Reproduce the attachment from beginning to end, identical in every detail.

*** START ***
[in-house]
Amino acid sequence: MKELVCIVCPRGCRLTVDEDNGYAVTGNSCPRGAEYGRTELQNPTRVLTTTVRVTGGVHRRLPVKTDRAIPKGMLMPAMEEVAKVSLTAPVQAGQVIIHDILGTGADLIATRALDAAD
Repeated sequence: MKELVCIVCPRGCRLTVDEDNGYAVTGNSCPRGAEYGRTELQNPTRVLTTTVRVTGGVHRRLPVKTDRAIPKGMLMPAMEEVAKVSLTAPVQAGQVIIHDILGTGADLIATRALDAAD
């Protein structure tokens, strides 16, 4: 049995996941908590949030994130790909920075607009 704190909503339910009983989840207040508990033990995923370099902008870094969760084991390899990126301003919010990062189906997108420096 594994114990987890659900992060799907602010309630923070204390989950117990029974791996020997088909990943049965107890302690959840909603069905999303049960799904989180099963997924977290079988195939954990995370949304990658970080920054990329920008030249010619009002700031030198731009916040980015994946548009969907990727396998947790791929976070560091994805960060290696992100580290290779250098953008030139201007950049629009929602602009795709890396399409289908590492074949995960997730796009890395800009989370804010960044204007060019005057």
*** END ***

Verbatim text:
[in-house]
Amino acid sequence: MKELVCIVCPRGCRLTVDEDNGYAVTGNSCPRGAEYGRTELQNPTRVLTTTVRVTGGVHRRLPVKTDRAIPKGMLMPAMEEVAKVSLTAPVQAGQVIIHDILGTGADLIATRALDAAD
Repeated sequence: MKELVCIVCPRGCRLTVDEDNGYAVTGNSCPRGAEYGRTELQNPTRVLTTTVRVTGGVHRRLPVKTDRAIPKGMLMPAMEEVAKVSLTAPVQAGQVIIHDILGTGADLIATRALDAAD
């Protein structure tokens, strides 16, 4: 049995996941908590949030994130790909920075607009 704190909503339910009983989840207040508990033990995923370099902008870094969760084991390899990126301003919010990062189906997108420096 594994114990987890659900992060799907602010309630923070204390989950117990029974791996020997088909990943049965107890302690959840909603069905999303049960799904989180099963997924977290079988195939954990995370949304990658970080920054990329920008030249010619009002700031030198731009916040980015994946548009969907990727396998947790791929976070560091994805960060290696992100580290290779250098953008030139201007950049629009929602602009795709890396399409289908590492074949995960997730796009890395800009989370804010960044204007060019005057």